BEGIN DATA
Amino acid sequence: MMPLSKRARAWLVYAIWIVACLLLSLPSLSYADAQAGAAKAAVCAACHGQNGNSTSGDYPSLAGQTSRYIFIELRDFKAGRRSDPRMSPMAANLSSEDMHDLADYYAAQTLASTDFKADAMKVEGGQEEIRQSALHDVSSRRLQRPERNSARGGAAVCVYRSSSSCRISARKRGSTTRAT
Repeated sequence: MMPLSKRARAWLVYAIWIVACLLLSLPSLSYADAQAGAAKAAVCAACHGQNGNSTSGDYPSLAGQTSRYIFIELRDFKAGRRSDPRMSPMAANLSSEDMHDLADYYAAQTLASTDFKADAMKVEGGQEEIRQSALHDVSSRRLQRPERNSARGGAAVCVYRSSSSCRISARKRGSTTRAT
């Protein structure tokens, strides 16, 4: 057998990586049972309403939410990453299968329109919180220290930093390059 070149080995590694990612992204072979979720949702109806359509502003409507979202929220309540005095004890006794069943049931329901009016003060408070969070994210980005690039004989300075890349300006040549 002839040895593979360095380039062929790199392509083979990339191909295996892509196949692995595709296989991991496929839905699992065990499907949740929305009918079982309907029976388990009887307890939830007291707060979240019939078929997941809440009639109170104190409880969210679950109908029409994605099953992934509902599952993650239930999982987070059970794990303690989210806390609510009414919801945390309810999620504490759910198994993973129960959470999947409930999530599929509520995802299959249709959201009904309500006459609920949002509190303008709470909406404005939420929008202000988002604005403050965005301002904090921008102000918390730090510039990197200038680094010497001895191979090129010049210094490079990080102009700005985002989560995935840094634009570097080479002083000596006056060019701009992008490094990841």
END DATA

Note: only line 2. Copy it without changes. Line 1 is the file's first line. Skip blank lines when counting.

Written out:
Repeated sequence: MMPLSKRARAWLVYAIWIVACLLLSLPSLSYADAQAGAAKAAVCAACHGQNGNSTSGDYPSLAGQTSRYIFIELRDFKAGRRSDPRMSPMAANLSSEDMHDLADYYAAQTLASTDFKADAMKVEGGQEEIRQSALHDVSSRRLQRPERNSARGGAAVCVYRSSSSCRISARKRGSTTRAT